Last-minute gift givers depend on in-store shopping for last-minute purchases. Others do their holiday shopping in-person to ensure they are picking a present with quality that shows they care.
And those extra shoppers signal a need for more associates, not only due to extended shopping hours, but to keep lines to a minimum. Those who don’t have enough staff risk losing profits at the finish line: According to original research by IHL and ToolsGroup, 14.5% of people leave stores without buying what they intended to purchase simply because the line was too long.
Retailers looking for extra holiday staff also face another risk: The growing trend of “quiet quitting.”
According to Forbes, retailers planned to hire 500,000 to 665,000 seasonal employees in 2021. However, waning employee loyalty in the retail sector may widen the workforce gaps and make filling positions–even seasonal ones–with enthusiastic employees more of a struggle.
The Need for Corporate Retail Talent
When discussing the retail labor shortage, many focus on retail associates interacting with customers, or other frontline workers in manufacturing, warehouses, and distribution.
But with a shortage of skilled workers in office jobs as well, retailers are also in need of white-collar workers. In addition to existing hiring plans, employee retention could prove to be a problem, with a global PwC study revealing 1 in 5 employees are likely to quit in 2022.
In the wake of the Great Resignation, retail executives are taking action to retain corporate employees.
For instance, Target offered its workers the opportunity to work in a hybrid model where employees could determine when they would need to be in the office and when they would rather work from forecasthome.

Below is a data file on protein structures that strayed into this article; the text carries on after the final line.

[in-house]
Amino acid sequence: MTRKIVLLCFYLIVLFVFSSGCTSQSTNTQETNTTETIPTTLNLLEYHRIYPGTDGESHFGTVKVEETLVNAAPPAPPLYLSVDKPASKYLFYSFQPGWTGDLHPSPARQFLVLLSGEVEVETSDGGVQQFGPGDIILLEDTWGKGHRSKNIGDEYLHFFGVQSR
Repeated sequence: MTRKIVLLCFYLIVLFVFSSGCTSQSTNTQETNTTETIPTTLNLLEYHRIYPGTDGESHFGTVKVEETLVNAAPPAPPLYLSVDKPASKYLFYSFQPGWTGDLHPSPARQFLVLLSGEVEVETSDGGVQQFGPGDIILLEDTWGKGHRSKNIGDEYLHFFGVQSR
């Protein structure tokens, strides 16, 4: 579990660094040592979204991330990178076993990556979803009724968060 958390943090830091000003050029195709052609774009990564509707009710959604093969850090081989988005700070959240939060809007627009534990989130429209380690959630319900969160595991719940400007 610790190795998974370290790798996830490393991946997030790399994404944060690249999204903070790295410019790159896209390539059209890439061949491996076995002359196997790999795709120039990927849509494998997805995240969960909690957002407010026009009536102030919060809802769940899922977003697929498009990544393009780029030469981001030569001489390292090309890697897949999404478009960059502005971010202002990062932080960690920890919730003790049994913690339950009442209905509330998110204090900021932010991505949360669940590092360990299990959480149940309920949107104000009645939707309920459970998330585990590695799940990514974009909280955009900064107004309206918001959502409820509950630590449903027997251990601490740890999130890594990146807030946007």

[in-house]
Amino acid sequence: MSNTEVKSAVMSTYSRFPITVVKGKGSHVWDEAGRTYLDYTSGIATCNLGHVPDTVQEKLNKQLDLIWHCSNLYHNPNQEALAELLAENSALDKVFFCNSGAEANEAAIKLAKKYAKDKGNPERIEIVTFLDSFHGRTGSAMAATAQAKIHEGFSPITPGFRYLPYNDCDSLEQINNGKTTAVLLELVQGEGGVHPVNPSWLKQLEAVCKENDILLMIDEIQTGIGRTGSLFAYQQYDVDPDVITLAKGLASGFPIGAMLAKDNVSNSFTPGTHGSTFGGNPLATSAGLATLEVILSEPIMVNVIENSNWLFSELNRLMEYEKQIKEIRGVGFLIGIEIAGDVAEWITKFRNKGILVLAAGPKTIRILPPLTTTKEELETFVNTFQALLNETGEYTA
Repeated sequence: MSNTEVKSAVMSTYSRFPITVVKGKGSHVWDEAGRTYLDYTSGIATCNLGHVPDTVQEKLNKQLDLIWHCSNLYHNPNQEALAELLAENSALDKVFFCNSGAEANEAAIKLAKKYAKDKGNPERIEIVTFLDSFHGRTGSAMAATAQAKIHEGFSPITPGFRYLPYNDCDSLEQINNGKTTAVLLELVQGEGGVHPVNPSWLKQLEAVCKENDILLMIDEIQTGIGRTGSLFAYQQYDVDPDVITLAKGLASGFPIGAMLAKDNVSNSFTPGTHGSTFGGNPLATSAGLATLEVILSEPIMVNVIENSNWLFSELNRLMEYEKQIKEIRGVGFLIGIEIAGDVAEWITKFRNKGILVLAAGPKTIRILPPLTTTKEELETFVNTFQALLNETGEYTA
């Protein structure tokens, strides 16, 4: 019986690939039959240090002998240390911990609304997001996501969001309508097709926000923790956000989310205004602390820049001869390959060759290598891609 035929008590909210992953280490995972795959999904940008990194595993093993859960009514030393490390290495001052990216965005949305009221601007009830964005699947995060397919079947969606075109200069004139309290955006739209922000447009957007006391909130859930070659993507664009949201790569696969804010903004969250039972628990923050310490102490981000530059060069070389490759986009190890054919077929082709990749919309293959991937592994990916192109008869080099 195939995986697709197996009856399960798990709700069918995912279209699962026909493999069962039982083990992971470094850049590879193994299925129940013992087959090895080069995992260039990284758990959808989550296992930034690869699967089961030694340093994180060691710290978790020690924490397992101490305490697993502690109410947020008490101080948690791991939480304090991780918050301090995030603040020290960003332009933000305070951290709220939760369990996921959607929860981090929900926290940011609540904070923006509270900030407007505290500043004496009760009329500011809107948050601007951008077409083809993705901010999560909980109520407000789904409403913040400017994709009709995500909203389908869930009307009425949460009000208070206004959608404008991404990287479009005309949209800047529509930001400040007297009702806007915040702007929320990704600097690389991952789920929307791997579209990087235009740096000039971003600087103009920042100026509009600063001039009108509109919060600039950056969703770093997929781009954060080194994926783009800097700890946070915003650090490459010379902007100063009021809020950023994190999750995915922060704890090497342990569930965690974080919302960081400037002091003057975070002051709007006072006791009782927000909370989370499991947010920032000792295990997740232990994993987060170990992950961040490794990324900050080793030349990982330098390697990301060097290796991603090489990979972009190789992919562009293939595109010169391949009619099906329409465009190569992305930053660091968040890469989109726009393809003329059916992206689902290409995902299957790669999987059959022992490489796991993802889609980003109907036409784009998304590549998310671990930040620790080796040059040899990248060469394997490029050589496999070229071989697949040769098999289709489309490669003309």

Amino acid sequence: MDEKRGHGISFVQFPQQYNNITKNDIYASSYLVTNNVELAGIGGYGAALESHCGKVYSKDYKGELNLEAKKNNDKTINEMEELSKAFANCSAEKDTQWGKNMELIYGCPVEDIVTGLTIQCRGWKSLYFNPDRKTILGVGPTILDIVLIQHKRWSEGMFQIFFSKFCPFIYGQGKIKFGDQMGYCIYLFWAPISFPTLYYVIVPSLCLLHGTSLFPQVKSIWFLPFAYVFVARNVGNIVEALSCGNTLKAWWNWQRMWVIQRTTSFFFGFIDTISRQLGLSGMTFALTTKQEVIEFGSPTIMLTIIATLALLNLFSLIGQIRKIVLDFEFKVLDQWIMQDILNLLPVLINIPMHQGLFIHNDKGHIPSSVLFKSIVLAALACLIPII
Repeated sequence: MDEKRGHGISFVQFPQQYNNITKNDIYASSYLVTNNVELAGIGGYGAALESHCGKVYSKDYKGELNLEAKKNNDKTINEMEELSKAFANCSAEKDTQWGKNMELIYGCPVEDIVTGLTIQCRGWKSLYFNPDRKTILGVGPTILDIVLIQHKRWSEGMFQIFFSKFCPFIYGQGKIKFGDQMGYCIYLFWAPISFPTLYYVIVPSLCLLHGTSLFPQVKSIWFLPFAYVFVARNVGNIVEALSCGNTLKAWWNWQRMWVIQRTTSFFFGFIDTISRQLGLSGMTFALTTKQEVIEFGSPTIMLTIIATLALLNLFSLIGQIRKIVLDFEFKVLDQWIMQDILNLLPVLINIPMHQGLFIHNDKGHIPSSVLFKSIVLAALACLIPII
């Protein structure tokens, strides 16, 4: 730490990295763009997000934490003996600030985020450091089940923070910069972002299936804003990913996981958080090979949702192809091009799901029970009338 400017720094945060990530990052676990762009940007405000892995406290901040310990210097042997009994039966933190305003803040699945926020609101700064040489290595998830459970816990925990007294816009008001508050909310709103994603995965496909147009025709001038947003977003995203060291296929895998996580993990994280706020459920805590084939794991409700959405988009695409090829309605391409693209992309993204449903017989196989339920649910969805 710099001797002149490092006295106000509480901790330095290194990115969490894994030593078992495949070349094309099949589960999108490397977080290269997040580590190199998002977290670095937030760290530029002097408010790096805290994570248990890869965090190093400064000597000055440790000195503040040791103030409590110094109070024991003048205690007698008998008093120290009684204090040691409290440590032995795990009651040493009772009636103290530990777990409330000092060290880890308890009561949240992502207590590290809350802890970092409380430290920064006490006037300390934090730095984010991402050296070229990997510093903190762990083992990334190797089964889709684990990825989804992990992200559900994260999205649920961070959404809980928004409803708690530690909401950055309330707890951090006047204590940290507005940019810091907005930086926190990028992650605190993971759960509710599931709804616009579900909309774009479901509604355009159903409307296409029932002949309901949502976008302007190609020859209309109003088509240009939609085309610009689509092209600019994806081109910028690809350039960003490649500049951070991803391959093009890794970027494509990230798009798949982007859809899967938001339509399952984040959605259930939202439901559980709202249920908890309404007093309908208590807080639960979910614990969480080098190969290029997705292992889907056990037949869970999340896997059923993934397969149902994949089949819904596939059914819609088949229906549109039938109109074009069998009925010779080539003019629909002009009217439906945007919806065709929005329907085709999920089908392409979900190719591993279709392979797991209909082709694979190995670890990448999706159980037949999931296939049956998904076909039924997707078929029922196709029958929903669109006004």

Retailers who need to fill corporate positions face the same challenges they face when looking for store associates: There’s not enough workers. Applications for white-collar jobs have reached a “breaking point,” falling 35% between May and June of 2022.
Sourcing staff with the skills needed for a digitally-transformed economy also proves difficult–particularly when data analytics are essential to unlocking business growth.
Data-driven decision gives retailers increased efficiency, minimized waste, and the ability to spot opportunities to increase profits and customer loyalty. But the data science abilities needed by corporate brands often aren’t taught in college, making it even harder to find staff with these skills.
According to Upwork’s 2022 Future Workforce Report, data science and analytics roles are the hardest to fill, as cited by 60% of hiring managers.
Effects of the Labor Shortage on Corporate Workers
A shortage of workers means even retail executives are facing long hours, high-stress, and endless to-do lists.
But there’s another–surprising–result from the shortage of store associates.
To optimize labor costs, retail enterprises are asking their corporate workforce to multi-task, managing the store as well as the system operations.
Macy’s, for instance, has been urging its corporate employees to work in-store during holiday sales, when customer traffic is at an all-time high.